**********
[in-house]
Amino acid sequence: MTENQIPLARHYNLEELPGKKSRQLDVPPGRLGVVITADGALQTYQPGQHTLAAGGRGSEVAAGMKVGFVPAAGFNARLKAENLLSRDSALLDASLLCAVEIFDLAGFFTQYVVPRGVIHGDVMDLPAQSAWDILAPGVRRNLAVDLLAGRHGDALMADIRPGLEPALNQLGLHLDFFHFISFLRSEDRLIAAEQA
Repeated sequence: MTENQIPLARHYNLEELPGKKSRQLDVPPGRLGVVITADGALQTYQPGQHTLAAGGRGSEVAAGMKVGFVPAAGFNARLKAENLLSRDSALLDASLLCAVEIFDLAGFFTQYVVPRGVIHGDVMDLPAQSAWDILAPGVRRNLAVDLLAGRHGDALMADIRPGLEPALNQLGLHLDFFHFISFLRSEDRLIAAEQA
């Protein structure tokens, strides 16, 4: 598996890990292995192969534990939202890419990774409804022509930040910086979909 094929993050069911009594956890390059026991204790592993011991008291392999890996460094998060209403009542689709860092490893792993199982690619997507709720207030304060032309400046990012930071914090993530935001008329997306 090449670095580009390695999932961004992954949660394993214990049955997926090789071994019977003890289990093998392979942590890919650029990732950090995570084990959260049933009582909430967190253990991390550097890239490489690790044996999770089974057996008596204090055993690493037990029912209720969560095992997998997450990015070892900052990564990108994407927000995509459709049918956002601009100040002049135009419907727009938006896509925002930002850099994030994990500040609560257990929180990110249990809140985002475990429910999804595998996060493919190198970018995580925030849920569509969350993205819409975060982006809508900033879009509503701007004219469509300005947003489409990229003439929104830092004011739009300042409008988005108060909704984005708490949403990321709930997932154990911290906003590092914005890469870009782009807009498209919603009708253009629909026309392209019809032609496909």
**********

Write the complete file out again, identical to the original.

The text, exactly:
[in-house]
Amino acid sequence: MTENQIPLARHYNLEELPGKKSRQLDVPPGRLGVVITADGALQTYQPGQHTLAAGGRGSEVAAGMKVGFVPAAGFNARLKAENLLSRDSALLDASLLCAVEIFDLAGFFTQYVVPRGVIHGDVMDLPAQSAWDILAPGVRRNLAVDLLAGRHGDALMADIRPGLEPALNQLGLHLDFFHFISFLRSEDRLIAAEQA
Repeated sequence: MTENQIPLARHYNLEELPGKKSRQLDVPPGRLGVVITADGALQTYQPGQHTLAAGGRGSEVAAGMKVGFVPAAGFNARLKAENLLSRDSALLDASLLCAVEIFDLAGFFTQYVVPRGVIHGDVMDLPAQSAWDILAPGVRRNLAVDLLAGRHGDALMADIRPGLEPALNQLGLHLDFFHFISFLRSEDRLIAAEQA
């Protein structure tokens, strides 16, 4: 598996890990292995192969534990939202890419990774409804022509930040910086979909 094929993050069911009594956890390059026991204790592993011991008291392999890996460094998060209403009542689709860092490893792993199982690619997507709720207030304060032309400046990012930071914090993530935001008329997306 090449670095580009390695999932961004992954949660394993214990049955997926090789071994019977003890289990093998392979942590890919650029990732950090995570084990959260049933009582909430967190253990991390550097890239490489690790044996999770089974057996008596204090055993690493037990029912209720969560095992997998997450990015070892900052990564990108994407927000995509459709049918956002601009100040002049135009419907727009938006896509925002930002850099994030994990500040609560257990929180990110249990809140985002475990429910999804595998996060493919190198970018995580925030849920569509969350993205819409975060982006809508900033879009509503701007004219469509300005947003489409990229003439929104830092004011739009300042409008988005108060909704984005708490949403990321709930997932154990911290906003590092914005890469870009782009807009498209919603009708253009629909026309392209019809032609496909």